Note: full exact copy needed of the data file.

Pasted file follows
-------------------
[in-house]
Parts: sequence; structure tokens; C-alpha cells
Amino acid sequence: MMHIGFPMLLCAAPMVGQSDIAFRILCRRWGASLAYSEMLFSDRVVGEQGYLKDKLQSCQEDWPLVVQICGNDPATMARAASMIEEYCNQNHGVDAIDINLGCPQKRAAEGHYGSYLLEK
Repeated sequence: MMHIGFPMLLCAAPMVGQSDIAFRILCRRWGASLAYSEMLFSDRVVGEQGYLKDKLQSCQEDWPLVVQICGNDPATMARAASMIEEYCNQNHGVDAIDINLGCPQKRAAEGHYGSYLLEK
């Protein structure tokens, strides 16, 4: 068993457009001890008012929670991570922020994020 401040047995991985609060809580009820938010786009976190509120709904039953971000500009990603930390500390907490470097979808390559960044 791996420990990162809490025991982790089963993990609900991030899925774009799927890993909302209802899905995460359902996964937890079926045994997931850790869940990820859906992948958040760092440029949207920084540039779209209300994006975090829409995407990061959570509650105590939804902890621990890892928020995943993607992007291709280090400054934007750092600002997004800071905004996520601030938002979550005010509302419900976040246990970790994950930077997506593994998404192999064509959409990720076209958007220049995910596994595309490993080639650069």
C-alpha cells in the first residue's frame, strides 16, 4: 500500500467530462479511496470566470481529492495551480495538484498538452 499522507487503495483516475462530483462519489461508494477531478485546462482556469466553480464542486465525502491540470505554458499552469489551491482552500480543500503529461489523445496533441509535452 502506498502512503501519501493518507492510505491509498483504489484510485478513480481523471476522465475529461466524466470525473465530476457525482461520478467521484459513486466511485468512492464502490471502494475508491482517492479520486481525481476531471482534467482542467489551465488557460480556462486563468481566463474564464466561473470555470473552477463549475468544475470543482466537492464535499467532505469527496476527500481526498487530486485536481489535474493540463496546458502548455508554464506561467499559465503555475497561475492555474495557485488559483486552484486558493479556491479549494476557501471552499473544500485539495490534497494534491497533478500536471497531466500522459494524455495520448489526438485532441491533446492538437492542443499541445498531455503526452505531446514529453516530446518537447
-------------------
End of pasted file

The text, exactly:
[in-house]
Parts: sequence; structure tokens; C-alpha cells
Amino acid sequence: MMHIGFPMLLCAAPMVGQSDIAFRILCRRWGASLAYSEMLFSDRVVGEQGYLKDKLQSCQEDWPLVVQICGNDPATMARAASMIEEYCNQNHGVDAIDINLGCPQKRAAEGHYGSYLLEK
Repeated sequence: MMHIGFPMLLCAAPMVGQSDIAFRILCRRWGASLAYSEMLFSDRVVGEQGYLKDKLQSCQEDWPLVVQICGNDPATMARAASMIEEYCNQNHGVDAIDINLGCPQKRAAEGHYGSYLLEK
């Protein structure tokens, strides 16, 4: 068993457009001890008012929670991570922020994020 401040047995991985609060809580009820938010786009976190509120709904039953971000500009990603930390500390907490470097979808390559960044 791996420990990162809490025991982790089963993990609900991030899925774009799927890993909302209802899905995460359902996964937890079926045994997931850790869940990820859906992948958040760092440029949207920084540039779209209300994006975090829409995407990061959570509650105590939804902890621990890892928020995943993607992007291709280090400054934007750092600002997004800071905004996520601030938002979550005010509302419900976040246990970790994950930077997506593994998404192999064509959409990720076209958007220049995910596994595309490993080639650069």
C-alpha cells in the first residue's frame, strides 16, 4: 500500500467530462479511496470566470481529492495551480495538484498538452 499522507487503495483516475462530483462519489461508494477531478485546462482556469466553480464542486465525502491540470505554458499552469489551491482552500480543500503529461489523445496533441509535452 502506498502512503501519501493518507492510505491509498483504489484510485478513480481523471476522465475529461466524466470525473465530476457525482461520478467521484459513486466511485468512492464502490471502494475508491482517492479520486481525481476531471482534467482542467489551465488557460480556462486563468481566463474564464466561473470555470473552477463549475468544475470543482466537492464535499467532505469527496476527500481526498487530486485536481489535474493540463496546458502548455508554464506561467499559465503555475497561475492555474495557485488559483486552484486558493479556491479549494476557501471552499473544500485539495490534497494534491497533478500536471497531466500522459494524455495520448489526438485532441491533446492538437492542443499541445498531455503526452505531446514529453516530446518537447